“But how can that be?” asked Joel. “If you’ve never lived, then you’ve never died, and if you’ve never died then you shouldn’t be here.”

“On the contrary my dear Watson,” amended Verdant. “I’ve lived a million dreams and I’ve died a million deaths. And as you know, dragons usually play the villain, so I thought I’d never get here. But one day, a young boy had a dream that I was good, and I saved people, I was a hero. And when the dream was over, I found myself here. And God said unto me… Do you like ‘unto me’? I think it sounds poetic. Now where was I? Oh yes. And God said unto me, ‘You who have had the ill fortune to play the role of the villain without any control of your destiny, you have more than earned a place in my kingdom.'”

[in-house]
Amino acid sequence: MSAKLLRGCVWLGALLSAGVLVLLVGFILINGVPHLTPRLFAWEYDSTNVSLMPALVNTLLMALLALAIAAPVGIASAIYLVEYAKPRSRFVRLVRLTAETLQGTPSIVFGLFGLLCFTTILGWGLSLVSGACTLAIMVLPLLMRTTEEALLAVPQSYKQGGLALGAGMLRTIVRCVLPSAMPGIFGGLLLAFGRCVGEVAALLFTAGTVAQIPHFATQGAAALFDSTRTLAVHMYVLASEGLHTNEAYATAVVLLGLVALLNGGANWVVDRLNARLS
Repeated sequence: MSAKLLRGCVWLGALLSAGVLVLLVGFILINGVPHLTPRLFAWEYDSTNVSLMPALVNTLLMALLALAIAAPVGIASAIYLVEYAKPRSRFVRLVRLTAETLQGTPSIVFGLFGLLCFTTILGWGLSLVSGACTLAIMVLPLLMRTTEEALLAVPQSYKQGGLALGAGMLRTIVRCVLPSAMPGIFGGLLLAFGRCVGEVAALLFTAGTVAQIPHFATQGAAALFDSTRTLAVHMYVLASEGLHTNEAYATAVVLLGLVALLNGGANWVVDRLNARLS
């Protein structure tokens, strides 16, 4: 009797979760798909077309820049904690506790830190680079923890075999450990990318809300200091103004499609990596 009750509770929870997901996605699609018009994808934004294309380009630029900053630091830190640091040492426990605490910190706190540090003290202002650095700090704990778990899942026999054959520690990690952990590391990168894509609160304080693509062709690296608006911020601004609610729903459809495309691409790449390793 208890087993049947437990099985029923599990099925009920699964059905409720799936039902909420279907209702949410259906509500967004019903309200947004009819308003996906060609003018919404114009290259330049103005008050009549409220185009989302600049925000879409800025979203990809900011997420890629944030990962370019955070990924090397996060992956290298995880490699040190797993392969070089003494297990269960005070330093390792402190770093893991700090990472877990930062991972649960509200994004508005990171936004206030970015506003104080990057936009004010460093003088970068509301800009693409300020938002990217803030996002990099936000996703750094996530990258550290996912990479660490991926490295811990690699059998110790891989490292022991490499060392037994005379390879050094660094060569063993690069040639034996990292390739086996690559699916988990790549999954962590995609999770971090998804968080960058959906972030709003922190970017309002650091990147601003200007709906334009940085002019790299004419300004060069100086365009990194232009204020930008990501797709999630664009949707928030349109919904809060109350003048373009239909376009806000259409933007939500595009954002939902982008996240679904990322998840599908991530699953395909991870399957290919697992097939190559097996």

Joel thought for a moment and asked, “So when people dream of dragons now, who do they dream of, if not you?”

“Yes, that poor soul,” exhaled Verdant in a sorrowful voice. “I wonder how long he will be out there before he is allowed to rest.” With that Verdant turned back to his flying.

After the sun had disappeared, Meribah and Marc traded places in midflight, so that each could be with their mate. Marc laid his head on Lily’s shoulder, and they mentally spoke sweet nothings to each other. Joel and Meribah held hands and both looked up at the stars as if daring them to split them apart. Nathanial sat alone and occasionally looked over at the empty seat. Feeling his loneliness, Verdant talked with him and helped him get through the quasi romantic flight.